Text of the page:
Type of Document Thesis Author Toliver, Tiffany Len URN etd-03212008-145051 Title Environmental Sustainability of Ethanol Production Using the Lifecycle Analysis Method Degree Master of Science Department Civil and Environmental Engineering, Department of Advisory Committee
Advisor Name Title Amy Chan-Hilton Committee Member Gang Chen Committee Member Kamal Tawfiq Committee Member Tarek Abichou Committee Member Keywords
- Lifecycle Analysis Method
- Environmental Sustainability
Date of Defense 2008-01-11 Availability unrestricted AbstractEthanol is a controversial source of alternative fuel. In the United States ethanol is produced predominantly from corn and has made headlines as a popular green energy, driven both politically and geographically. Green energy is defined as an energy that has little or no negative environmental impacts. The purpose of this study is to determine if ethanol is really a green energy. This determination can be made by quantifying the greenhouse gas emissions produced by ethanol production using the LCA (Life Cycle Assessment) method of analysis.
Using equivalent units, carbon dioxide emissions can be quantified and compared to other sources of alternative energies. Carbon footprinting is mainly used to understand the impacts humans have individually and as a mass on the environment. It can be computed and expressed as a quantity towards the computation of greenhouse gas contribution. In the case of ethanol, a carbon footprint can be developed by looking at the physical life cycle of a kernel of corn, cane of sugar or bushel of switchgrass.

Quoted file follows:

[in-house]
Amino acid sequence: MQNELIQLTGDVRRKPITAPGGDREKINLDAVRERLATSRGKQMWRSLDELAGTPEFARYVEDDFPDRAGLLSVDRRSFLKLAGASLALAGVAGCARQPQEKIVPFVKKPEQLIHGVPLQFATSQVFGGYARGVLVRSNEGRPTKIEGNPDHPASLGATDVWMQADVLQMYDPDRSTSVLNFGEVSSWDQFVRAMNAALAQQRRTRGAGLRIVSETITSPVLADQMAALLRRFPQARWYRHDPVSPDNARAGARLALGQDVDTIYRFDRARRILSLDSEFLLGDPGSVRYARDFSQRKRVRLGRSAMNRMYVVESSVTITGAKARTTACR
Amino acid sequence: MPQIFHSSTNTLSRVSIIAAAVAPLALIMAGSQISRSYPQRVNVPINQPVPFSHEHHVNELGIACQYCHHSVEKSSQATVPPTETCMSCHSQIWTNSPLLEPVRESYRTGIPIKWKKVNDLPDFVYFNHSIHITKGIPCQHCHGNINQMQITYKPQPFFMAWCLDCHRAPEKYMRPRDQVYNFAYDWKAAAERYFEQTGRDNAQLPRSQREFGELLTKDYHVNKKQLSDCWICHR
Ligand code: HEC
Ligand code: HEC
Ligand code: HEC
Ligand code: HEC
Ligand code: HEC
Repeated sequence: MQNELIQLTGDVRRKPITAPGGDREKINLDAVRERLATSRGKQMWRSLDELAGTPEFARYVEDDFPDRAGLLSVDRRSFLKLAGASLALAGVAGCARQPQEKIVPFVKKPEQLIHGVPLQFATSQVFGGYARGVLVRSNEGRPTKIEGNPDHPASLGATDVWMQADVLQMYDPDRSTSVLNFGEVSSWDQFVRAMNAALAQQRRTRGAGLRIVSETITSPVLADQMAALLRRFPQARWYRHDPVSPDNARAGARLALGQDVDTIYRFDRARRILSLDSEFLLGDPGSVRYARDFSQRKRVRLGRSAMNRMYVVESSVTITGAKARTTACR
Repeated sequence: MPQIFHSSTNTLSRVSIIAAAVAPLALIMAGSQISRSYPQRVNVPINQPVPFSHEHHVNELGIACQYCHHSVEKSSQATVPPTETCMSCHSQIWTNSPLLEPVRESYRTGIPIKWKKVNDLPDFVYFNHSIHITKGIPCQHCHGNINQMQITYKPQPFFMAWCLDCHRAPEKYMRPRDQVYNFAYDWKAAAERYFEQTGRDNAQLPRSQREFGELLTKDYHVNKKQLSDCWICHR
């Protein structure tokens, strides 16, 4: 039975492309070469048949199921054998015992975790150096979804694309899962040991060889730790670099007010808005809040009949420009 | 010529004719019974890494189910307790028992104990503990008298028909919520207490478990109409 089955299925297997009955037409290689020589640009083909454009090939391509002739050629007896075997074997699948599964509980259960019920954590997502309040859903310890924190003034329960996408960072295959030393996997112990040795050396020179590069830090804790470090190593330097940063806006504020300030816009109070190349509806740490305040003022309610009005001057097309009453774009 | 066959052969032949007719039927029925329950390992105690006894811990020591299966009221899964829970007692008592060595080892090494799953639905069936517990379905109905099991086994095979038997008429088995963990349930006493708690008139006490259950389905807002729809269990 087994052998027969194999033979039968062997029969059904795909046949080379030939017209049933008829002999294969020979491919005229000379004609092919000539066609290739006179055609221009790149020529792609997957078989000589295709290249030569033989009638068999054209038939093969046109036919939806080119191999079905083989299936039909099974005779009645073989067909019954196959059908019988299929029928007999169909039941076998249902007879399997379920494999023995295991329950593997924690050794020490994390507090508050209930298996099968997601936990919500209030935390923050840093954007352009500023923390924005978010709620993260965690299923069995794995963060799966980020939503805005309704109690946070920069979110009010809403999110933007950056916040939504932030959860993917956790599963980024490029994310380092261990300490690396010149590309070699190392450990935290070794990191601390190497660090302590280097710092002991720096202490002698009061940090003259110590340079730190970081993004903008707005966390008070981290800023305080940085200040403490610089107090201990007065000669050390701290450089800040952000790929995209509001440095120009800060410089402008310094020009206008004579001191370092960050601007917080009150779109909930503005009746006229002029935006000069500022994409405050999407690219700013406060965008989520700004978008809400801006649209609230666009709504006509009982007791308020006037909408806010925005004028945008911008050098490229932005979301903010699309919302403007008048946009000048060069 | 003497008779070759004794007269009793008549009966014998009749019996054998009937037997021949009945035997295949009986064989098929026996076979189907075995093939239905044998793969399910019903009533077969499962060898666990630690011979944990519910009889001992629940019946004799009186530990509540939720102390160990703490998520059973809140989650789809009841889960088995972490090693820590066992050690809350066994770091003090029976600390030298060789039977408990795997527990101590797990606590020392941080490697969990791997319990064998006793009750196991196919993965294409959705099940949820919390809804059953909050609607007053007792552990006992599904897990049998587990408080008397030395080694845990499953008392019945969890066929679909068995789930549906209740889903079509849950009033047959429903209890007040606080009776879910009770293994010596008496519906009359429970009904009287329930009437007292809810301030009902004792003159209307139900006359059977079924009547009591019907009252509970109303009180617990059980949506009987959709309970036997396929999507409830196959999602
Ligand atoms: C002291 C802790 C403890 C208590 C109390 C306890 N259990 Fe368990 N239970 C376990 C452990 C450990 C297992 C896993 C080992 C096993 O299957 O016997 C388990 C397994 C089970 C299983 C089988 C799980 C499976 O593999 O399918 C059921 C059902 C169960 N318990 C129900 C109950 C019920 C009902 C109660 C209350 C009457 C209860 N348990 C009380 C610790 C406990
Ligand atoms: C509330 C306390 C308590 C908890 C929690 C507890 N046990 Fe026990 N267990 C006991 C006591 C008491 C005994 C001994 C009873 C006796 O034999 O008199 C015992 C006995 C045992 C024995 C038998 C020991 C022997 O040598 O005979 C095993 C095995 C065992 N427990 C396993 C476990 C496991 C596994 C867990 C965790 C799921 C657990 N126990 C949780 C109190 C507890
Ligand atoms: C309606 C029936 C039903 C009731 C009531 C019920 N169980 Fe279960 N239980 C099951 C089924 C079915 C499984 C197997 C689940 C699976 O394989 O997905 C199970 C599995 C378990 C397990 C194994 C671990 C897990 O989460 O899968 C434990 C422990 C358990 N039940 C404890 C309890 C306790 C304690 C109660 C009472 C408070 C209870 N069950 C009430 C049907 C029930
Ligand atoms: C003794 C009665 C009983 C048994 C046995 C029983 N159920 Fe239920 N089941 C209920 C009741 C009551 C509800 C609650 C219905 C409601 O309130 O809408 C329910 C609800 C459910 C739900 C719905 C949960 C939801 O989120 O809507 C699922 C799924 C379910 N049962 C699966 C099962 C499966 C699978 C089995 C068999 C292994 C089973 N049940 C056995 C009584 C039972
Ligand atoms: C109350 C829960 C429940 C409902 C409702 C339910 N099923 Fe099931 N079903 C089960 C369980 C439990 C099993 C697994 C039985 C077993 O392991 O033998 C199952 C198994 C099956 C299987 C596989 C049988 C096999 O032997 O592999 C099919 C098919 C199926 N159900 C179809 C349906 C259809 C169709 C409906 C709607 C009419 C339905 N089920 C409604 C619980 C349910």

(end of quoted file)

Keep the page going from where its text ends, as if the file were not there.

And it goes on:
Comprehensively, the ethanol life cycle can be divided into four main parameters. The first parameter is feedstock, followed by technology, third is capital and the final parameter is off take. While each parameter is singularly important, this study focuses on greenhouse gas emissions.
It was determined that in comparison, corn ethanol greenhouse gas emissions far exceed the greenhouse gas emission of both sugarcane and switchgrass (cellulosic) ethanol for any case. In the case where LCA is carried through distribution and use of ethanol, sugarcane ethanol is the less greenhouse gas emissive. In the case where the LCA stops at ethanol production, switchgrass is the less greenhouse gas emissive.
It is important to note, however, that switchgrass (cellulosic) ethanol is in its infancy as of this writing and data provided is largely projected on the part of the respective researcher.
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